So, I promised that the interior had changed in a notable way, so here it is: Momo made a solid Japanese-style upgrade to their bathroom:

…a fully electric Japanese bidet! Now, I am a member of the cult of the bidet, but this place just took it to a new level. Firstly, the toilet seat was heated. This was a pleasant surprise. Secondly, my home bidet is so high-pressure and SO COLD. This bidet was automatic and warmed, and included a blow-dry option. The whole experience at Momo Yakitori was fabulous, but this bathroom was just the icing on the cake. Do yourself a favor and use this bathroom.

Price: $40 per person.

Bottom line: RIP Nido, welcome Momo! I’ll be back here, for the food, the service, and the great pacing of the meal.

BOTTOM line: Use the bathroom.

Chiko

In what may be the perfect storm of a Friday night, my husband and I ended up with a private date night, a workout we desperately needed, and an ACC Championship basketball game we absolutely had to watch. So rather than check out Chiko for ourselves in person as we had intended, we got it delivered. Same-same, right?

I’m a little confused by Chiko, and even more so because I didn’t see it with my own eyes. Is it fine dining? Their menu seems like they’re trying. Is it fast-casual? Delivery service says yes. To complicate matters further, their take-out food comes in cheapo cardboard containers, yet they offer a $50 per person tasting menu at their chef’s table, which I think would be totally reasonable and cool, if only Chiko weren’t the restaurant equivalent of one child standing on another child’s shoulders wearing a trench coat and a fake mustache.

However, as previously stated, the menu has some interesting options, so we actually had trouble narrowing it down, especially without the sage guidance of staff members. We settled on the chopped brisket, the kimchi stew with pork belly, wok blistered Chinese broccoli, and Sichuan spicy cucumbers (aka pickles). Caviar delivered our food right in the middle of the window they gave us, so plus one for them!

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Descriptions clockwise from top left:

The kimchi stew was my favorite. It was slightly lacking in pork belly, but what it had was soft and flavorful. I particularly enjoyed the “rice cake,” which reminded me of plain mochi, just a gummy sponge for the spicy sauce. The broth was not terribly spicy, but it got the job done.

Here is some rice. It’s white. It’s cooked. Okay fine, I didn’t even eat any of this. We’ve all eaten rice and I challenge anyone to describe it better than I just did. Why does rice even exist? For people who have taken vows of poverty and aren’t allowed to take pleasure in food? Rice makes me sad and I resent when restaurants include it for free with my meal, like they’re doing me some favor instead of just creating more tupperware trash and ten cents worth of the cheapest staple carbohydrate in existence.

Sichuan spicy pickles: Tangy vinegar, pickling herbs, what’s not to love? Again, not “spicy” in the truest sense of the word, but a nice addition to the meal.

The Chinese broccoli was perfect. The dish made good use of the finely-sliced stems without being too bitter. It had a wonderfully umami flavor, and the veggies were plentiful.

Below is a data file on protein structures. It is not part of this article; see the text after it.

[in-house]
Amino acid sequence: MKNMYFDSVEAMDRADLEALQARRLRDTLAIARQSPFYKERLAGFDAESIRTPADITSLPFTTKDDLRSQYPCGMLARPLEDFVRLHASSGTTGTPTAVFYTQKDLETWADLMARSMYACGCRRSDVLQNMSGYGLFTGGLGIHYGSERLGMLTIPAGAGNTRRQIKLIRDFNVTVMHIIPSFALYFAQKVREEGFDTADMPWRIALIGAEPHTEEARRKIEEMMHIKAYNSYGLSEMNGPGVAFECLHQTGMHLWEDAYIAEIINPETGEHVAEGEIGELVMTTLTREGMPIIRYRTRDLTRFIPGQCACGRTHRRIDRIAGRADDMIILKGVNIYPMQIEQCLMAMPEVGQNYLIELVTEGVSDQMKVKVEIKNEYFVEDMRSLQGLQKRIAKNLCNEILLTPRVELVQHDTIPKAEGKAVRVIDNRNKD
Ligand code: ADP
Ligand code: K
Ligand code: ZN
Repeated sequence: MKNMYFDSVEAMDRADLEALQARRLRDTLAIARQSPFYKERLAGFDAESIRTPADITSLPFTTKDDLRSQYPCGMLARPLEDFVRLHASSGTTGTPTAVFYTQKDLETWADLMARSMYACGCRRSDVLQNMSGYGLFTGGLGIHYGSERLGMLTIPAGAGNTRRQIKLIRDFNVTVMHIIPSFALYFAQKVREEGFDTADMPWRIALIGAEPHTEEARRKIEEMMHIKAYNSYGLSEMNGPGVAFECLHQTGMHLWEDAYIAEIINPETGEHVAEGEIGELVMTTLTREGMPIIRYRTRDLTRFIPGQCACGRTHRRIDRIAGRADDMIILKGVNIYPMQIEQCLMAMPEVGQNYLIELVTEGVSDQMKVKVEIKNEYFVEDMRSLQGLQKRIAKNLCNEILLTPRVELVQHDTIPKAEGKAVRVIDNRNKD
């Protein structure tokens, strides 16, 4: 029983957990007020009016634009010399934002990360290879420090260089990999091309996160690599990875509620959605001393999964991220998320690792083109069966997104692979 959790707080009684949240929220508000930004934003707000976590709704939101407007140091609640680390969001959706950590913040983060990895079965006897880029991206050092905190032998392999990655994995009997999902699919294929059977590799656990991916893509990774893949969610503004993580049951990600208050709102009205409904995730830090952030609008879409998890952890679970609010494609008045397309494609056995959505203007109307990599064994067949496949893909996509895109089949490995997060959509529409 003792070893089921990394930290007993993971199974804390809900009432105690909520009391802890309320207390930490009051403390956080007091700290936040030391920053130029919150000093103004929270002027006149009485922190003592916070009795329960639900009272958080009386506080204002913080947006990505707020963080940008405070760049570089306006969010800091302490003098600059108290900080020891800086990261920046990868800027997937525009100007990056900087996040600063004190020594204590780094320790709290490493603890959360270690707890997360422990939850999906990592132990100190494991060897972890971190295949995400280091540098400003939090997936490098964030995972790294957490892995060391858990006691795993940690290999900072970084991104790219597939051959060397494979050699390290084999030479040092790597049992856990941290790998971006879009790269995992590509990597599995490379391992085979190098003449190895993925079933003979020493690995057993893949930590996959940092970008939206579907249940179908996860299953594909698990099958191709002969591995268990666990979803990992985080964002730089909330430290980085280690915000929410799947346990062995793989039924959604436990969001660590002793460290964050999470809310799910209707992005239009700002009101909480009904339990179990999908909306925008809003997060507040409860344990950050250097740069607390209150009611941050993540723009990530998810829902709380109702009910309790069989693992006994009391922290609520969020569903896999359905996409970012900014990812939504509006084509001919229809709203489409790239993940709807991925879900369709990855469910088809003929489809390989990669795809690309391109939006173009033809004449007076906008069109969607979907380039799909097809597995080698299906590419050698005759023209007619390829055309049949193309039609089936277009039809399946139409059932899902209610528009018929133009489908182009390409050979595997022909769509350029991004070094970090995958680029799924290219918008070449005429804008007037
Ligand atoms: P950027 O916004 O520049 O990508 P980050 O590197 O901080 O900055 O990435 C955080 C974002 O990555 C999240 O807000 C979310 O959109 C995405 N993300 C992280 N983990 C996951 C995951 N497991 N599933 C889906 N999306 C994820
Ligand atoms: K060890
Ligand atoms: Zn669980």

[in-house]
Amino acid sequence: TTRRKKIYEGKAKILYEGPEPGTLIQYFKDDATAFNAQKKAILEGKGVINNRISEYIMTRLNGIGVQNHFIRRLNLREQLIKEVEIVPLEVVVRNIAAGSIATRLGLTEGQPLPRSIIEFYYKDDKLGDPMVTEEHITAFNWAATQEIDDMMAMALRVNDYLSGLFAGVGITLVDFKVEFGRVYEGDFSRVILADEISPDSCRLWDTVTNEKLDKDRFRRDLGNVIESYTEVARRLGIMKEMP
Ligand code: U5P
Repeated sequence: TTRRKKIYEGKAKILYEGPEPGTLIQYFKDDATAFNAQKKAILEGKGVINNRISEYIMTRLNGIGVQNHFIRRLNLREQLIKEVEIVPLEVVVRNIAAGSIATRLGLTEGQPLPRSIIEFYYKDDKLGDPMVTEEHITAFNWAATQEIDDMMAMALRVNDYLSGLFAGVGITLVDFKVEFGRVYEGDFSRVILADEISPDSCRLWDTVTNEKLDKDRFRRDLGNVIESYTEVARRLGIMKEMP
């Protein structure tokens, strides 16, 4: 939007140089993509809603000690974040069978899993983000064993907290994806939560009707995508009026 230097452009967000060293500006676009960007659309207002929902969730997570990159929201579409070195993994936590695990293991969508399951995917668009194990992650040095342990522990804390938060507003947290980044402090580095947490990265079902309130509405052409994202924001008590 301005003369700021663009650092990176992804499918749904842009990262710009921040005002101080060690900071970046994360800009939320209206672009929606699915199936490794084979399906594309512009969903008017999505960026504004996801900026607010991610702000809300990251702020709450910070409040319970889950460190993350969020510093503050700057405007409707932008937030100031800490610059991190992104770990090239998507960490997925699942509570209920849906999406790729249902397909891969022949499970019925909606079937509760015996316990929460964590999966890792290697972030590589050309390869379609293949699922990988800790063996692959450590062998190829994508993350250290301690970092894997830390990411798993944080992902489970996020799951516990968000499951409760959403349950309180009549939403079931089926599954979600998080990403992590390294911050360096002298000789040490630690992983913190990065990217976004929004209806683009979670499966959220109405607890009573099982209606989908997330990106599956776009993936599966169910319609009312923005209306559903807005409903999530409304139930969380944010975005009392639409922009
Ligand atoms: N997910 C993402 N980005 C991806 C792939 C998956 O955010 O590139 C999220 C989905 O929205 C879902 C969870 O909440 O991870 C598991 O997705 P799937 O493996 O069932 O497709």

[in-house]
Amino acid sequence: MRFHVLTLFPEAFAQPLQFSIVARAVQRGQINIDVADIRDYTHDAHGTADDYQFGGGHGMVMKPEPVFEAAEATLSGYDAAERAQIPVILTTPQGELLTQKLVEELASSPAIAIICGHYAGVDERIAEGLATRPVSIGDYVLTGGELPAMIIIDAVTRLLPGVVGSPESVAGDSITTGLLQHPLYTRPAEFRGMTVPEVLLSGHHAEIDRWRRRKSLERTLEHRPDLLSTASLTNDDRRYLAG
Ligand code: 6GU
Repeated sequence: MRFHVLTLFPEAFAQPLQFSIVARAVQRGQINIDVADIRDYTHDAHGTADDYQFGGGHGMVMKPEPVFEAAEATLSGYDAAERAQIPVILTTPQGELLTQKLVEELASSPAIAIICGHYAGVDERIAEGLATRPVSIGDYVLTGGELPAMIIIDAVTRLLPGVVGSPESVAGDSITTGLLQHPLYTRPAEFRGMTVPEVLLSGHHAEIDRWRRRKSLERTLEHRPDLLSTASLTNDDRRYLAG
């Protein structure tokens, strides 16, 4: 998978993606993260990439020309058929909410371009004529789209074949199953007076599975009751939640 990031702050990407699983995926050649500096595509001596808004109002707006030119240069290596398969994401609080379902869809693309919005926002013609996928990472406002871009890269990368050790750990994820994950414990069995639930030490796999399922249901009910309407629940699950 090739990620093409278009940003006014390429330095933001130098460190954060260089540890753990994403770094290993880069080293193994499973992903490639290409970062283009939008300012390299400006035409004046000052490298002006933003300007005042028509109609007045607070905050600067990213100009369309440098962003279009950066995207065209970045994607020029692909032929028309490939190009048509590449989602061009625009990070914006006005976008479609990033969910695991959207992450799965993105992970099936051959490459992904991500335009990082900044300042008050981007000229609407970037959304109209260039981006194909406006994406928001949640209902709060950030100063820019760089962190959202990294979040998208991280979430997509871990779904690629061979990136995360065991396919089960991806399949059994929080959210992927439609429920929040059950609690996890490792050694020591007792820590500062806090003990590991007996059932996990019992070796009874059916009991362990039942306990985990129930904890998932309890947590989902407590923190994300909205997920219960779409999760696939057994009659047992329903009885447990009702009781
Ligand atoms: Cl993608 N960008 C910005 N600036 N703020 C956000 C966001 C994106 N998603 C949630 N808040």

Finally, the chopped brisket. It was smoky with a slight kick from hot peppers. It was served over yet more rice, but at least this rice had soaked up some of the sauce and juices. The meat was cut small enough to be quite tender. The soft-boiled egg didn’t translate well to delivery food but that’s not Chiko’s fault.

To go with this meal, I ordered some beer from my fridge:

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My husband and I both drank lime gose beers and the Dogfish was the clear winner. Sorry Avery, this beer was flavorless. Dogfish had a little tang and good citrus flavor. I would drink it while vegging on my couch again.

Price: $25 per person.

Bottom line: Now that I write that price out, it’s pretty steep for what may or may not be a slightly upscale take-out joint. But maybe it’s actually cheap for a fancy restaurant? Unclear. I was happy but not super-impressed overall. It’s worth a visit for something new.

Dolan

From the moment I noticed Dolan on Google maps, I knew I had to go there. I’ve had Uyghur food once before–in Arlington–and although it was somewhat lacking that time, the cuisine felt like it had potential. I love cultural mashups! Just like how eating Burmese food at Mandalay always feels like the greatest ever combination of Thai and Indian with a little je ne sais quoi thrown in, my thinking on Uyghur food was this: Afghan + Chinese = Delicious! How could it not be? Dolan claims to be “the best Uyghur food in DC” which, even before eating there, I suspected may have been like the way my grandma always referred to me as her “favorite granddaughter.” Her other six grandchildren are boys.

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I invited my friend Amanda to tag along. She lived in Western China and generally knows her shit. About everything. She is also a spicy food enthusiast.

My husband and I arrived early, so we grabbed a drink at the bar. He had their house Old Fashioned, and I had a drink that included vodka and green tea. Their liquor prices were reasonable and the drinks were…about what you’d expect given the price. It got the job done, I guess.

Bonus for Dolan: their restaurant is adorable. Their fireplace and fake lamppost made me feel like I was simultaneously inside and outside in…Paris, maybe? It was very homey and cute.